Our finding was supported by compilations of findings from Lei et al (2010) and Nor Effa et al (2018) where the presence and absence of 15d-PGJ2 has no significant difference on Foxp3 expression in nTreg cells including its suppressive activity (15, 44). Moreover, Hughes et. al.

(2014) revealed that an alternate binding site for PPARγ through structure-function studies. The same study reported the competitive binding between synthetic ligands and endogenous ligands towards the canonical ligand-binding pocket (LBP) in PPARγ are non-overlapping (45). Indeed, co-stimulation by PPARγ ligands together with synthetic irreversible antagonist i.e. GW9662, would block LBP allowing for higher affinity of the alternate site towards to be bound by PPARγ ligands. This off-target effects of PPARγ ligand called as PPARγ-independant functional effects (45).

Previous autoimmune T1D study showed that PPARγ ligand, 15d-PGJ2 and its inhibitor GW9662 downregulate FoxP3 mRNA expression in activated nTreg cells isolated from both NOD and NOR mice (15). Similarly, current study reported that this ligand had no significant effect in inducing Foxp3 proteins following in vitro treatments.

Although FoxP3 can be expressed in other immune cells, this intracellular protein is not showing its immunosuppressive properties to be similar within Treg cells. FoxP3 expression in nTreg cells is TGF-β independant whereas iTreg cells required TGF-β (46). Its expression is regulated by both genetic and epigenetic factors, in which FoxP3 locus exhibit hypomethylation or demethylated at CpG motif (47). As a transcriptional repressor, FoxP3 requires direct binding on DBD in regulating T cell activation (14) to form oligomeric complexes with coactivators and corepressors such as HDACs/HATs dynamically.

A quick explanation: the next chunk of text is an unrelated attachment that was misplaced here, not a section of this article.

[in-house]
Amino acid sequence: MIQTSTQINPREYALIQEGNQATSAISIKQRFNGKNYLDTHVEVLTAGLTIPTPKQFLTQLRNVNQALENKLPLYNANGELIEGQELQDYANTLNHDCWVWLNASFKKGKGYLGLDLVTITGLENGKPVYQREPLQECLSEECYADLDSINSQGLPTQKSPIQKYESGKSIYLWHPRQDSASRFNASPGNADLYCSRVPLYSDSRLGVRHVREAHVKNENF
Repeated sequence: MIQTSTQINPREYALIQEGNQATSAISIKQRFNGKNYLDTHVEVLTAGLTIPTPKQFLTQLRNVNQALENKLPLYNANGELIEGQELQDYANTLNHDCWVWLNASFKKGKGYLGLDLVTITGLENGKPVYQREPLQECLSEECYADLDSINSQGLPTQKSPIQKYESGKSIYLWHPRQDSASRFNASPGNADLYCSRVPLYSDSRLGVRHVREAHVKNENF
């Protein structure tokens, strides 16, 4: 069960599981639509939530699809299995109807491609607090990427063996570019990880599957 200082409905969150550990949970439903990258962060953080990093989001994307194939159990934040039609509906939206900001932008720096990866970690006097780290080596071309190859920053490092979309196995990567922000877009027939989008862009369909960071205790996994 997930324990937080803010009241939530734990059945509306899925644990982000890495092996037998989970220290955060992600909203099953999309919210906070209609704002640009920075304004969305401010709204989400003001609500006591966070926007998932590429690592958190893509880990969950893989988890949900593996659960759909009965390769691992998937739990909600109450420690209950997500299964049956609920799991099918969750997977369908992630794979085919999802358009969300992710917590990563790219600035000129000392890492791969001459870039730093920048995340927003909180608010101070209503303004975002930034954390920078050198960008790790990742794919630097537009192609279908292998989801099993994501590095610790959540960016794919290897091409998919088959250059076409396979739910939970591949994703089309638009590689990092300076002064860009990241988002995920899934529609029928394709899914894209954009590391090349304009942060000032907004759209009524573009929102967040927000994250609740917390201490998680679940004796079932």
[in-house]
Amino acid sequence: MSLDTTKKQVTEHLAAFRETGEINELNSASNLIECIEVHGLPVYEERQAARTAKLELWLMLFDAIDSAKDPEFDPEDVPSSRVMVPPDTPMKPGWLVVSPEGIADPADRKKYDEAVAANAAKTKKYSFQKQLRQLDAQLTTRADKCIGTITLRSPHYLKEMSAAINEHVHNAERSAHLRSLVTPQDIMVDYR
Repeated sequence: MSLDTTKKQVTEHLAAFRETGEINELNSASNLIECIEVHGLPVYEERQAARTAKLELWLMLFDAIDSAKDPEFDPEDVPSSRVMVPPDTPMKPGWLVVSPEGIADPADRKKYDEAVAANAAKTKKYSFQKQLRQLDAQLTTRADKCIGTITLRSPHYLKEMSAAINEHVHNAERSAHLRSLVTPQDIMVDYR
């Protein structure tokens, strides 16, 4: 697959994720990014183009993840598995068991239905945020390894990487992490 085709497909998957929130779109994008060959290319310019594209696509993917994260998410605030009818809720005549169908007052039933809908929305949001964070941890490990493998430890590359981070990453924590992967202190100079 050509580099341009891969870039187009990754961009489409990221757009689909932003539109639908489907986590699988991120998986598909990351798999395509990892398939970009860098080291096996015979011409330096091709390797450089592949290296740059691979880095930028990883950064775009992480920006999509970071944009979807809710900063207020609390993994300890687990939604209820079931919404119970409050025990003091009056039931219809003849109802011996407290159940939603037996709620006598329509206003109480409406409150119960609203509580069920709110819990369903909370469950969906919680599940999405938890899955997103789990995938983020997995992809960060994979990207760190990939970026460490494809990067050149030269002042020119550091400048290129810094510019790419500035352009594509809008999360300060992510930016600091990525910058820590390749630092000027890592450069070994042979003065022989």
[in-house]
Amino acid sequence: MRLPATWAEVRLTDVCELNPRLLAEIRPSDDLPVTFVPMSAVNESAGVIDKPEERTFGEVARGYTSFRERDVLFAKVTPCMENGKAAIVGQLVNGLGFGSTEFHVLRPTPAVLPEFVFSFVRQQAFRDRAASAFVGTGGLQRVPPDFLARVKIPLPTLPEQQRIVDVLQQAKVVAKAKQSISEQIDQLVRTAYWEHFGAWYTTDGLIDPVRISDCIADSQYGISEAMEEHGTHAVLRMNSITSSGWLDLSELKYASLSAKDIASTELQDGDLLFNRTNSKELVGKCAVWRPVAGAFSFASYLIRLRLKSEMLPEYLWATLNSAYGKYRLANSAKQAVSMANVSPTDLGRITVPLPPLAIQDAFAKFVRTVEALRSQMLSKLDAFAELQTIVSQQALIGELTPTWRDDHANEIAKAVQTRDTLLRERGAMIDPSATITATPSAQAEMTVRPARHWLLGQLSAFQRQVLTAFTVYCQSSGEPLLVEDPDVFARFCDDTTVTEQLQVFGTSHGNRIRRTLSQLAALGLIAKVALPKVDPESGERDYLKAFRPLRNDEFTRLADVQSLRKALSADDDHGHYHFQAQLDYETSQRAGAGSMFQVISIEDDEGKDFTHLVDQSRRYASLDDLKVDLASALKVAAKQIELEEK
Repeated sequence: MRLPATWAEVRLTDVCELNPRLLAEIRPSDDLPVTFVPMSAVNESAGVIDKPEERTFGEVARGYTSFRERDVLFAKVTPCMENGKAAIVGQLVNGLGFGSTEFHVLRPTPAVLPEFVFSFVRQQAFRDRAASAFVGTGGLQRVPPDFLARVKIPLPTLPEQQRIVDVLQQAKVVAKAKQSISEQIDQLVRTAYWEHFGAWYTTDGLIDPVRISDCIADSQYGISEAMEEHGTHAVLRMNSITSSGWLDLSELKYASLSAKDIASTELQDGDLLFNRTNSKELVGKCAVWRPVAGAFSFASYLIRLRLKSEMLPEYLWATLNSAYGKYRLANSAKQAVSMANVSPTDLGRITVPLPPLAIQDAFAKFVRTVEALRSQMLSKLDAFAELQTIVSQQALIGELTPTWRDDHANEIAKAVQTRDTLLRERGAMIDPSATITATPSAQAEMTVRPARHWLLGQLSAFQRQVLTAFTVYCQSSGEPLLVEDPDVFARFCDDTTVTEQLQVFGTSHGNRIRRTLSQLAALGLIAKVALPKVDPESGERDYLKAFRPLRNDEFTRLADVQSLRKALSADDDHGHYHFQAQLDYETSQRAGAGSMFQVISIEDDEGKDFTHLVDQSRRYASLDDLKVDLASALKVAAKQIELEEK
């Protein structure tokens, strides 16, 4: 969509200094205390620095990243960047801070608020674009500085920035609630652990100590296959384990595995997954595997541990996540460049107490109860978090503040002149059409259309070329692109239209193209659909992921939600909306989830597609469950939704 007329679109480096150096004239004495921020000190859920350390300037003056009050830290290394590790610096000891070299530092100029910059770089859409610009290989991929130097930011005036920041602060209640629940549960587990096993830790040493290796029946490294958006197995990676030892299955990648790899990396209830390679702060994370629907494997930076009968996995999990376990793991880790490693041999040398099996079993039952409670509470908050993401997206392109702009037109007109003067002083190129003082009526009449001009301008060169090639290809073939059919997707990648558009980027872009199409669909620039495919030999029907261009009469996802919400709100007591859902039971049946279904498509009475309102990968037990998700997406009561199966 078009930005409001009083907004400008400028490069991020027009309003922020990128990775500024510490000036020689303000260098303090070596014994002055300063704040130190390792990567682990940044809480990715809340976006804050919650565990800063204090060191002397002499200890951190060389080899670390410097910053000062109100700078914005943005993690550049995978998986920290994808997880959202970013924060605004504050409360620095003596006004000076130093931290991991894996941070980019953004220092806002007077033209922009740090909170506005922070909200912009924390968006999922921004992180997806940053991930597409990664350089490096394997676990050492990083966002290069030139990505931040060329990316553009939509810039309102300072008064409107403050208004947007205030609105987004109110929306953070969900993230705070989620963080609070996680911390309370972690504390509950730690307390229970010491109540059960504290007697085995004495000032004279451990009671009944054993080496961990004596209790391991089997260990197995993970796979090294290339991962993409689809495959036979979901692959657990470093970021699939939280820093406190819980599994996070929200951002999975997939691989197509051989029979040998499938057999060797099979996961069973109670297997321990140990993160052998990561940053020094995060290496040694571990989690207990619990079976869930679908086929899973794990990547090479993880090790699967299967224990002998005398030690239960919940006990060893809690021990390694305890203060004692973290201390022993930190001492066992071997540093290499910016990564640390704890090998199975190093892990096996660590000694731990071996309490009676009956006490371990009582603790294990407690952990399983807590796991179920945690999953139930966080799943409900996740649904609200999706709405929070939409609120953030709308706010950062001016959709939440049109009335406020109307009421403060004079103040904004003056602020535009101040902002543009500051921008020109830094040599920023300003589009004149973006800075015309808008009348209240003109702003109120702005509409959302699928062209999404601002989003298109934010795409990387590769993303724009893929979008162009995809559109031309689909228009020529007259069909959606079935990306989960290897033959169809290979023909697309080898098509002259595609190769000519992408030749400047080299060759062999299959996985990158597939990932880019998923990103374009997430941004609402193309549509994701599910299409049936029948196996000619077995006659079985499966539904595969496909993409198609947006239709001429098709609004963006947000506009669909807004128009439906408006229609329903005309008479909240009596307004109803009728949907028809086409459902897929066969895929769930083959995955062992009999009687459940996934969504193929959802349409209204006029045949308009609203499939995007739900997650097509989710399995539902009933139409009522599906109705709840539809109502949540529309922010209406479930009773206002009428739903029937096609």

Thus, we measured the enzymes activities of HAT, HDAC6 and HDAC11 to test whether the possible effect of Foxp3 suppression by 15d-PGJ2 is via HAT/HDAC regulation.

HDAC6 has been found to regulate FoxP3 acetylation as compared to sirt1 and HDAC9 in Treg cells (23). During inflammation, HSPs including HSP60, HSP70 and HSP90 were upregulated and recognized by Treg cells, which eventually protecting the host from tissue injury through immunomodulatory effect (48). Inhibition of HDAC6 causes loss of chaperone activity of HSP90 leads to hyperacetylation-induced heat shock response where this enables the cells to survive under inflammatory condition (23, 49, 50).